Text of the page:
Saviors or Sellouts: The Promise and Peril of Black Conservatism, from Booker T. Washington to Condoleezza Rice

By Christopher Alan Bracey | Go to book overview

TEN

The Significance of Black Conservative
Thought in Modern American Life

I began this book with a question: What is a black conservative, and why would anyone ever choose to be one? The answer, it turns out, has less to do with prevailing Republican and Democratic Party platforms than with the lived experience of black people and their desire to lead full, meaningful, productive, and, perhaps most important, self-directed lives. Within any community, including the black community, there is disagreement over the means to achieve empowerment. Empowerment strategies take shape against the backdrop of social, political, and economic realities of a given moment. Political party platforms and positions are sourced from the instincts, attitudes, beliefs, and sentiments of the people—not the other way around.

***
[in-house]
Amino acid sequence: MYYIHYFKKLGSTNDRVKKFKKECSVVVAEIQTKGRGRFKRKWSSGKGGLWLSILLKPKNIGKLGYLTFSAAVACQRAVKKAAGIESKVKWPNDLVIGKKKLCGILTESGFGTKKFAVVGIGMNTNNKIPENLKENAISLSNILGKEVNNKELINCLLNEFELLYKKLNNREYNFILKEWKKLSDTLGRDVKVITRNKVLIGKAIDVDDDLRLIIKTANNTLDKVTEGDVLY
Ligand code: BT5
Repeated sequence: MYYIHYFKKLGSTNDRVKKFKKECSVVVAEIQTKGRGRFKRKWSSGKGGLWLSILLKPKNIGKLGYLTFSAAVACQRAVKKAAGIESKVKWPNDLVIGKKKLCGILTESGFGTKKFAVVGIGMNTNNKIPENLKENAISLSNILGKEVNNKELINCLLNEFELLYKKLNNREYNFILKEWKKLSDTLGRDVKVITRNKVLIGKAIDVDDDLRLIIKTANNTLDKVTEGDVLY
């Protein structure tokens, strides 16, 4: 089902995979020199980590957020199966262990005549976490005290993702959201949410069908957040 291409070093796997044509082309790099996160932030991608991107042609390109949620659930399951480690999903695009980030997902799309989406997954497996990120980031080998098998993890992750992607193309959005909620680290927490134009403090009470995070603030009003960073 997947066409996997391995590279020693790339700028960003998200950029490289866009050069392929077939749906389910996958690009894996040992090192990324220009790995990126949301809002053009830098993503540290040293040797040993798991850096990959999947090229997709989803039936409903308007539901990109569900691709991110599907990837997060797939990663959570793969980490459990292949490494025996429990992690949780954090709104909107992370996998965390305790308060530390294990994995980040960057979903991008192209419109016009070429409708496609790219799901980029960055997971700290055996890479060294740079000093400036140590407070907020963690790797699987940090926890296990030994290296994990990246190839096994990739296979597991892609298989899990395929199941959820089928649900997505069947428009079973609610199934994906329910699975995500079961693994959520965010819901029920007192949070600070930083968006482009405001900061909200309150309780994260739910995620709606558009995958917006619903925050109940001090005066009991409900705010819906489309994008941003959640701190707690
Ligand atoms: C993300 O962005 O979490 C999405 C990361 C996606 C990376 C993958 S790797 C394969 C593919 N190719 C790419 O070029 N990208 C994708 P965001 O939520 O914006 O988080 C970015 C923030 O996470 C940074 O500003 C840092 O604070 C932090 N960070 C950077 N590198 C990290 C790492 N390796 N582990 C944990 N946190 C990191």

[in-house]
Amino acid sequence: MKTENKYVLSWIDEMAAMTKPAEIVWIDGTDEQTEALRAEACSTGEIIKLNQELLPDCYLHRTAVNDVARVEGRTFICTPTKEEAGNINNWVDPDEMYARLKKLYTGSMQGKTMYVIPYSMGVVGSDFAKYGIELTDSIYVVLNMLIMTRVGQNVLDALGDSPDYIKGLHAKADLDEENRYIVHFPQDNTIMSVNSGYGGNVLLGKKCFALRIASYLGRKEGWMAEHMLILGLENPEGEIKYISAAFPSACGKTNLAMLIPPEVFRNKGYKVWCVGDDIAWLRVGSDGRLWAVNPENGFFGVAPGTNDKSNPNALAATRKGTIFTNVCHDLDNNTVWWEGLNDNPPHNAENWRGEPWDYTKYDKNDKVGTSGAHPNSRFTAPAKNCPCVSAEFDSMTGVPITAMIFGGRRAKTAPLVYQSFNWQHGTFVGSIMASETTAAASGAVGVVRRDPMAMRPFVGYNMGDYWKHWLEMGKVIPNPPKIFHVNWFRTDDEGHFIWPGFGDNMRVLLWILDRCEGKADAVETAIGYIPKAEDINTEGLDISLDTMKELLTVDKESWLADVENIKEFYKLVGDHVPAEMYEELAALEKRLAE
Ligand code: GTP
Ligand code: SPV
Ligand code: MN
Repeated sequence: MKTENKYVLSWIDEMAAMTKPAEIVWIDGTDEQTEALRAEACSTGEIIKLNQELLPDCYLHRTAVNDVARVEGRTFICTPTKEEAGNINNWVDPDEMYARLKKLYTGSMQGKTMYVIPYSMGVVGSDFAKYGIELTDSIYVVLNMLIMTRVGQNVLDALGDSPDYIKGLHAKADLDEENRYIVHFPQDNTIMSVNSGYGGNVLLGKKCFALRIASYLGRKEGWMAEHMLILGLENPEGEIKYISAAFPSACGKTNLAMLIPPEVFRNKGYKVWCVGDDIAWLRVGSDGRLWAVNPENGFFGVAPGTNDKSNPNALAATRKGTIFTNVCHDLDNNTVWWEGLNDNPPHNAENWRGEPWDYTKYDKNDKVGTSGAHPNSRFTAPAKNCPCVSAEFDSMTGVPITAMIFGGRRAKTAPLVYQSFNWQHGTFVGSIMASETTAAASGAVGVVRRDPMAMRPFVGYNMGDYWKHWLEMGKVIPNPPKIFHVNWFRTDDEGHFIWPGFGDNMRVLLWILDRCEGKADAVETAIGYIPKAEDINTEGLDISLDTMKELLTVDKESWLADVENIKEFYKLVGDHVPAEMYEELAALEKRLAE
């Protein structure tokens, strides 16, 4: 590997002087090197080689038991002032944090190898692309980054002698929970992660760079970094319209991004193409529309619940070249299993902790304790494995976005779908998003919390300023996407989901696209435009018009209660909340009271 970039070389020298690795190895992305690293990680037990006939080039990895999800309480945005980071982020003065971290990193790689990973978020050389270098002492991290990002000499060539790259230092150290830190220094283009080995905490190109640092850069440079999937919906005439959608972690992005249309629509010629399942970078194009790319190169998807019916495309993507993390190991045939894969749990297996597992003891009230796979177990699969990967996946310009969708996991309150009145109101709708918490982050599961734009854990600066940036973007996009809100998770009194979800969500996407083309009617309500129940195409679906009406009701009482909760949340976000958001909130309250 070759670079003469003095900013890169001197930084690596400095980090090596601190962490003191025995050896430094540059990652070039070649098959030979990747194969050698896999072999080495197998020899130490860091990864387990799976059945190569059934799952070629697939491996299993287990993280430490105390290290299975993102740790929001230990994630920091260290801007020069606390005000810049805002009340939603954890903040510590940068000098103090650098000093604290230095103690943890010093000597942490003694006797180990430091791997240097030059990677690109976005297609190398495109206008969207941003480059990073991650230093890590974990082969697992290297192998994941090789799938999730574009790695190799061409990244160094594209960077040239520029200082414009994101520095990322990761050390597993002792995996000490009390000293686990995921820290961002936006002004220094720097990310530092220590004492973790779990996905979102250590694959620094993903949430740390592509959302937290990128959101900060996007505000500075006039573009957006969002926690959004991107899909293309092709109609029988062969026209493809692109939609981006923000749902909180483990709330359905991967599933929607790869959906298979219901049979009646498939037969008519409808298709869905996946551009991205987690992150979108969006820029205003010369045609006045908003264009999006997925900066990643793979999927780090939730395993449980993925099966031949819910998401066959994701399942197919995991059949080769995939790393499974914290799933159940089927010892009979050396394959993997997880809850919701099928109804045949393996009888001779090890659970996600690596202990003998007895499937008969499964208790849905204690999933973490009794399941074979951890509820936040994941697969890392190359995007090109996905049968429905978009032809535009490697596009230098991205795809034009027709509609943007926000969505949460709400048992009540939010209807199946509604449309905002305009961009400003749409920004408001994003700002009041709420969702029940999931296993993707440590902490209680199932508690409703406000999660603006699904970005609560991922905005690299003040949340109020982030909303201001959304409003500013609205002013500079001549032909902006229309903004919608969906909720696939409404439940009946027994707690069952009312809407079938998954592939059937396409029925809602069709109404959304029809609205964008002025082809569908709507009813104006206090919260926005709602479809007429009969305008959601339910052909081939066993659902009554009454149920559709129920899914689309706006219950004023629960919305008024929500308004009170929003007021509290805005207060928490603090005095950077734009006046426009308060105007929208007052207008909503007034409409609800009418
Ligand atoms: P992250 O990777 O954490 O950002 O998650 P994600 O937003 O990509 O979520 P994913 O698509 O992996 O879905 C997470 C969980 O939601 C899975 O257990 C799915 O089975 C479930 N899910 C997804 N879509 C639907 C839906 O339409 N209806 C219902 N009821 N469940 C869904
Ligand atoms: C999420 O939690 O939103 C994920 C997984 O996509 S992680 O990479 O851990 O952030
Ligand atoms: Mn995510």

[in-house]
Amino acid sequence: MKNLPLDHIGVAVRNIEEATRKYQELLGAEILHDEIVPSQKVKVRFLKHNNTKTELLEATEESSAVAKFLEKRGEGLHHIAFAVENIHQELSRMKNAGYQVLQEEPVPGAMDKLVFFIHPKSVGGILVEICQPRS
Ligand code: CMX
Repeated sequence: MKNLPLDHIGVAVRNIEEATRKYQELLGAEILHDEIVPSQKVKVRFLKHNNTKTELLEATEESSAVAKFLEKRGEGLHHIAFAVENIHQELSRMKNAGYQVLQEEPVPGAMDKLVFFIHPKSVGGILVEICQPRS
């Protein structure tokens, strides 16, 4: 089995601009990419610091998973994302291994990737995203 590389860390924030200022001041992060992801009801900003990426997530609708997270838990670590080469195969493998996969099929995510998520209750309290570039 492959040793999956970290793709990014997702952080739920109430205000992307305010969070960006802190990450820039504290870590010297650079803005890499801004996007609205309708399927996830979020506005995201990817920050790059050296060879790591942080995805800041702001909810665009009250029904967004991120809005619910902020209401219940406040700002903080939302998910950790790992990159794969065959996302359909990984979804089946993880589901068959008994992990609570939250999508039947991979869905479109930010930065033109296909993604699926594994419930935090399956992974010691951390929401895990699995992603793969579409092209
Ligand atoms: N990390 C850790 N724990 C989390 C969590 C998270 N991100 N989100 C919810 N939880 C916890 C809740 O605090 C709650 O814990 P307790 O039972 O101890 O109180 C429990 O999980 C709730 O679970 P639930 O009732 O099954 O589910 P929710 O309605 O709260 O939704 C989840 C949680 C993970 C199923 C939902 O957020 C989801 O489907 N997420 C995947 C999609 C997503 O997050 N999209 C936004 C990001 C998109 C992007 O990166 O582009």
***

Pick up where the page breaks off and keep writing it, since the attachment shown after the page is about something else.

For many blacks throughout American history, political views have been profoundly shaped by conservative precepts. These precepts evolved over time as blacks adapted, experimented, and combined them with other ideas to keep pace with the shifting political and cultural climate. Rooted in the black experience, but not constrained to any particular historic period, black conservative thought proves to be a remarkably robust and resilient organic intellectual tradition that demands our attention and respect.

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